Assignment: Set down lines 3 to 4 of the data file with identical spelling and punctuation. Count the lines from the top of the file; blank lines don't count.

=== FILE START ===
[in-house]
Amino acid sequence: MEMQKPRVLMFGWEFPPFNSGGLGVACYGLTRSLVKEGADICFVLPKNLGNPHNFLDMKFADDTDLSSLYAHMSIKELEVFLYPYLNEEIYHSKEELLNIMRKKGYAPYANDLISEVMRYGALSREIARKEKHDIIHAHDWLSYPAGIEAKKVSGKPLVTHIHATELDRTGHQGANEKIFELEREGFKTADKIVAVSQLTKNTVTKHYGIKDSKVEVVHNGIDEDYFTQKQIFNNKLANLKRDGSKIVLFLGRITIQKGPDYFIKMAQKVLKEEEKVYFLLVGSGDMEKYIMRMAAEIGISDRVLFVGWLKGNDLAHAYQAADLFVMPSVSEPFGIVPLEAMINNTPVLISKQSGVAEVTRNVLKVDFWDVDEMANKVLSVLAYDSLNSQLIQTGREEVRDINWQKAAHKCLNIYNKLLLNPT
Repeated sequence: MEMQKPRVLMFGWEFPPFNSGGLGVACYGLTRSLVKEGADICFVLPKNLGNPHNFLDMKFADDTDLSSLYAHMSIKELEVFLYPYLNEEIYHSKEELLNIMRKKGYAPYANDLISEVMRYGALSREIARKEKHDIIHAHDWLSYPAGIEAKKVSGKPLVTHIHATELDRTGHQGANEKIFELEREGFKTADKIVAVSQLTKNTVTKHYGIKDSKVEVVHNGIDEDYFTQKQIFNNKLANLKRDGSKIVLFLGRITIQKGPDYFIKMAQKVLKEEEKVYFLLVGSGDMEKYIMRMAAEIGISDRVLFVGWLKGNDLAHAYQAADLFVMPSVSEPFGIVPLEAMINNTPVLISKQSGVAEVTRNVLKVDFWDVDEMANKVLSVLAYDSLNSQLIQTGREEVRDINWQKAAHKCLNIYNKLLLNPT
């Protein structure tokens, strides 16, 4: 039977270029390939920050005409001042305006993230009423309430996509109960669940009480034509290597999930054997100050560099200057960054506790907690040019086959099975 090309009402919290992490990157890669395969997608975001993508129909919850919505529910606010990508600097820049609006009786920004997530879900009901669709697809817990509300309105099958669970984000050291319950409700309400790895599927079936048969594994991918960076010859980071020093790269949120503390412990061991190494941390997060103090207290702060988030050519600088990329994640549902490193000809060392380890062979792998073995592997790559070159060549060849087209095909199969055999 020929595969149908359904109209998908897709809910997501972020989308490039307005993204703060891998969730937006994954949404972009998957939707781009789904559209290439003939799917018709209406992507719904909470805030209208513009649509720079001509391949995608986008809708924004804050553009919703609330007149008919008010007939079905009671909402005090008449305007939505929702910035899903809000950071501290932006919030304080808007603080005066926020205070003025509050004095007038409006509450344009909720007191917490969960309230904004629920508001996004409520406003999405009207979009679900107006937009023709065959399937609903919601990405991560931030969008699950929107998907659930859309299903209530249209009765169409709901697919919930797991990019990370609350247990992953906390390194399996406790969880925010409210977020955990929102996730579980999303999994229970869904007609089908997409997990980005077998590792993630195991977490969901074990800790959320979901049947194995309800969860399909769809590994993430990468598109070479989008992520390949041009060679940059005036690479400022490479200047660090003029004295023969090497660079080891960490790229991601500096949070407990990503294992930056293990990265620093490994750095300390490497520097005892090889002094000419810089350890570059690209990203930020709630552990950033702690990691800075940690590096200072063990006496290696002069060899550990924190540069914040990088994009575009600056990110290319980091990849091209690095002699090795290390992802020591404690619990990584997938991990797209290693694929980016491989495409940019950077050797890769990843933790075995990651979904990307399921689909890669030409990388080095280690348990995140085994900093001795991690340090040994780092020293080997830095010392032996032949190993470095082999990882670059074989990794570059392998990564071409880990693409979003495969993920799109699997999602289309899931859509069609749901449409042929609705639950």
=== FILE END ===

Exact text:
Repeated sequence: MEMQKPRVLMFGWEFPPFNSGGLGVACYGLTRSLVKEGADICFVLPKNLGNPHNFLDMKFADDTDLSSLYAHMSIKELEVFLYPYLNEEIYHSKEELLNIMRKKGYAPYANDLISEVMRYGALSREIARKEKHDIIHAHDWLSYPAGIEAKKVSGKPLVTHIHATELDRTGHQGANEKIFELEREGFKTADKIVAVSQLTKNTVTKHYGIKDSKVEVVHNGIDEDYFTQKQIFNNKLANLKRDGSKIVLFLGRITIQKGPDYFIKMAQKVLKEEEKVYFLLVGSGDMEKYIMRMAAEIGISDRVLFVGWLKGNDLAHAYQAADLFVMPSVSEPFGIVPLEAMINNTPVLISKQSGVAEVTRNVLKVDFWDVDEMANKVLSVLAYDSLNSQLIQTGREEVRDINWQKAAHKCLNIYNKLLLNPT
């Protein structure tokens, strides 16, 4: 039977270029390939920050005409001042305006993230009423309430996509109960669940009480034509290597999930054997100050560099200057960054506790907690040019086959099975 090309009402919290992490990157890669395969997608975001993508129909919850919505529910606010990508600097820049609006009786920004997530879900009901669709697809817990509300309105099958669970984000050291319950409700309400790895599927079936048969594994991918960076010859980071020093790269949120503390412990061991190494941390997060103090207290702060988030050519600088990329994640549902490193000809060392380890062979792998073995592997790559070159060549060849087209095909199969055999 020929595969149908359904109209998908897709809910997501972020989308490039307005993204703060891998969730937006994954949404972009998957939707781009789904559209290439003939799917018709209406992507719904909470805030209208513009649509720079001509391949995608986008809708924004804050553009919703609330007149008919008010007939079905009671909402005090008449305007939505929702910035899903809000950071501290932006919030304080808007603080005066926020205070003025509050004095007038409006509450344009909720007191917490969960309230904004629920508001996004409520406003999405009207979009679900107006937009023709065959399937609903919601990405991560931030969008699950929107998907659930859309299903209530249209009765169409709901697919919930797991990019990370609350247990992953906390390194399996406790969880925010409210977020955990929102996730579980999303999994229970869904007609089908997409997990980005077998590792993630195991977490969901074990800790959320979901049947194995309800969860399909769809590994993430990468598109070479989008992520390949041009060679940059005036690479400022490479200047660090003029004295023969090497660079080891960490790229991601500096949070407990990503294992930056293990990265620093490994750095300390490497520097005892090889002094000419810089350890570059690209990203930020709630552990950033702690990691800075940690590096200072063990006496290696002069060899550990924190540069914040990088994009575009600056990110290319980091990849091209690095002699090795290390992802020591404690619990990584997938991990797209290693694929980016491989495409940019950077050797890769990843933790075995990651979904990307399921689909890669030409990388080095280690348990995140085994900093001795991690340090040994780092020293080997830095010392032996032949190993470095082999990882670059074989990794570059392998990564071409880990693409979003495969993920799109699997999602289309899931859509069609749901449409042929609705639950």